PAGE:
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Why the Demand for Substance Abuse Counselors Continues to Climb

As more people seek addiction treatment, counselors will see growing career opportunities.

If you’re thinking about a career as a licensed clinical mental health counselor, your job prospects are promising. In fact, counseling careers are expected to be among the fastest-growing career areas in the U.S. over the next decade.

According to the U.S. Department of Labor, employment of substance abuse, behavioral disorder, and mental health counselors is projected to grow 25% from 2019 to 2029, much faster than the average for all occupations.1 That means an additional 79,000 new jobs will be available to professionals in these areas, particularly to those with a bachelor’s or master’s degree in counseling.

Why the Demand for Substance Abuse Counselors Continues to Climb

What Is Driving a Need for Substance Abuse and Mental Health Counselors?

Mental health issues and substance abuse disorders are on the rise in the U.S. The latest National Survey on Drug Use and Health reported that 51.5 million people experienced a mental health condition in 2019, and approximately 20.4 million people age 12 or older had a substance use disorder related to the abuse of drugs or alcohol.2

Today’s staggering number of people with a substance abuse disorder—worsened by the opioid epidemic—has led to new federal legislation in recent years designed to increase access to mental and behavioral health care. And as more people seek treatment, the need for licensed clinical mental health counselors in all areas of the mental and behavioral health field continues to grow—with an especially high demand for professionals who specialize in substance abuse counseling.

The U.S. Department of Labor points to changes in the criminal justice system as a key reason for the growth in substance abuse counseling careers. Instead of jail time, many states are requiring offenders who are addicted to drugs and alcohol to seek treatment by a substance abuse counselor as part of their sentence.

Military veterans are also contributing to the rise in career opportunities for counseling professionals. With more than one in 10 diagnosed with a substance abuse disorder,3 veterans are in need of preventative counseling and treatment from qualified substance abuse counselors and other licensed clinical mental health professionals.

How Can I Become a Substance Abuse Counselor?

If you want to help meet the demand for mental health counselors who can treat people for addiction to drugs, alcohol, or other substances, a career in substance abuse counseling could be a great choice for you. As a substance abuse counselor—which might also have the job title of chemical dependency counselor, addiction counselor, or substance abuse therapist—you can make a meaningful difference in people’s lives while also filling the growing need for mental health professionals.

To become a substance abuse counselor, you’ll need to earn a master’s degree in mental health counseling and seek licensure. One option for earning a degree is taking online classes in Walden University’s MS in Clinical Mental Health Counseling degree program, which offers an Addiction Counseling specialization. Or, if you’re looking to further your professional development and boost your career, Walden’s School of Lifelong Learning offers individual courses online centering on addiction and substance abuse counseling, including:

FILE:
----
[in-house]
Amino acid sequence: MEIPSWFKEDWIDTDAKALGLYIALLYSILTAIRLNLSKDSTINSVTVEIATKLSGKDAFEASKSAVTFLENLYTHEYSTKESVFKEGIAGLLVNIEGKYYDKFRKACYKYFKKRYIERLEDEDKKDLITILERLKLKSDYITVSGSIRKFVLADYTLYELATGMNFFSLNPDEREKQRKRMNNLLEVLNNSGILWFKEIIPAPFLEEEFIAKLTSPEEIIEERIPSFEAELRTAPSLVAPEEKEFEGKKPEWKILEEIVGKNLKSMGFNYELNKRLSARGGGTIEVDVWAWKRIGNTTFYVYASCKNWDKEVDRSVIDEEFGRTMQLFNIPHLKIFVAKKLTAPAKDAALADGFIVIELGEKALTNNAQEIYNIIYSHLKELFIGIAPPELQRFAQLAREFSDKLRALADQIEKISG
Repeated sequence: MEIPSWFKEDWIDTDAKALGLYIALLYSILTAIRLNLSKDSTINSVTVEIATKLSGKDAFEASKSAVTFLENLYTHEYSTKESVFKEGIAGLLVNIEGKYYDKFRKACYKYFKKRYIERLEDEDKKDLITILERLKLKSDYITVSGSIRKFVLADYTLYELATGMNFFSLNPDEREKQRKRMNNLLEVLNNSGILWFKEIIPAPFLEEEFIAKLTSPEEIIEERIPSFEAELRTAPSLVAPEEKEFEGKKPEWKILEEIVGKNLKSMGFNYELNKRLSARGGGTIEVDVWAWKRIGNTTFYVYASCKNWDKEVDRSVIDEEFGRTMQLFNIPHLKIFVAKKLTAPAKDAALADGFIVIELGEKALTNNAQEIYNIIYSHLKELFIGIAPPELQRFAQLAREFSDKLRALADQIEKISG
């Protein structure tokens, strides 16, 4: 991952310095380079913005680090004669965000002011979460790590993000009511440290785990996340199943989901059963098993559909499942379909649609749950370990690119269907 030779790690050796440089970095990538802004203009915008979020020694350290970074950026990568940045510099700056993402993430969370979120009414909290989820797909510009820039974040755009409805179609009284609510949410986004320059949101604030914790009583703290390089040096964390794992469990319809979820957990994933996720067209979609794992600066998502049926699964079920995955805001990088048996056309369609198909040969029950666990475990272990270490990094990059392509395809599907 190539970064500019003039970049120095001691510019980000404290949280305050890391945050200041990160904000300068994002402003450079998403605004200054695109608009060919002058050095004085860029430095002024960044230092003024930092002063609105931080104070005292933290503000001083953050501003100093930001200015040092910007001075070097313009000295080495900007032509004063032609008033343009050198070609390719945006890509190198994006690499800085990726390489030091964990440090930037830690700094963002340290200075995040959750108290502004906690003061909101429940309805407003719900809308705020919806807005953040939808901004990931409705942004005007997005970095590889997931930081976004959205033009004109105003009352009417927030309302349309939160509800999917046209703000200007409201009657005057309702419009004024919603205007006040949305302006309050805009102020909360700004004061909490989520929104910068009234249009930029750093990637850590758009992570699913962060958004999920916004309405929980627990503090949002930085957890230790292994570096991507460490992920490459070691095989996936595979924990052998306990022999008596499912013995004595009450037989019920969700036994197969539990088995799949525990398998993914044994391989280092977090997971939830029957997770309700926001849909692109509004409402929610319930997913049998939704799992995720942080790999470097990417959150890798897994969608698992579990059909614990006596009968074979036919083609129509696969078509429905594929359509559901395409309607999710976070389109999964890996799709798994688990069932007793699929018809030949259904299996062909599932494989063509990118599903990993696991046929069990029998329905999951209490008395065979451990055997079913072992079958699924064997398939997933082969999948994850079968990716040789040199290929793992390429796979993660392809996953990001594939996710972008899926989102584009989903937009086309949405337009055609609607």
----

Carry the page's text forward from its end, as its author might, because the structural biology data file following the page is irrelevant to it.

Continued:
An online education is a great way to prepare for or enhance your addiction counseling career. Whether you wish to pursue a master’s degree in mental health or enroll in online courses, Walden can give you the support you need to take your counseling expertise to the next level.

Walden University is an accredited institution offering an MS in Clinical Mental Health Counseling degree program, as well as individual courses online. Expand your career options and earn your degree using a convenient, flexible learning platform that fits your busy life.


1Source: www.bls.gov/ooh/community-and-social-service/substance-abuse-behavioral-disorder-and-mental-health-counselors
2Source: www.samhsa.gov/data/sites/default/files/reports/rpt29393/2019NSDUHFFRPDFWHTML/2019NSDUHFFR1PDFW090120.pdf
3Source: www.drugabuse.gov/publications/drugfacts/substance-use-military-life

Note on Licensure
Walden University’s MS in Clinical Mental Health Counseling program is accredited by the Council for Accreditation of Counseling and Related Educational Programs (CACREP), a specialized accrediting body recognized by the Council for Higher Education Accreditation (CHEA), which is a requirement for licensure in many states. The MS in Clinical Mental Health Counseling program is designed to prepare graduates to qualify to sit for licensing exams and to meet the academic licensure requirements of many state counseling boards. Because no graduate program can guarantee licensure upon graduation, we encourage students to consult the appropriate agency to determine specific requirements. For more information about licensure, students should visit the National Board for Certified Counselors at www.nbcc.org/licensure, the American Association of State Counseling Boards at www.aascb.org, and contact the appropriate licensing body. International students are encouraged to identify and contact their appropriate licensing body. Learn more about professional licensure.

Walden University is accredited by The Higher Learning Commission, www.hlcommission.org.

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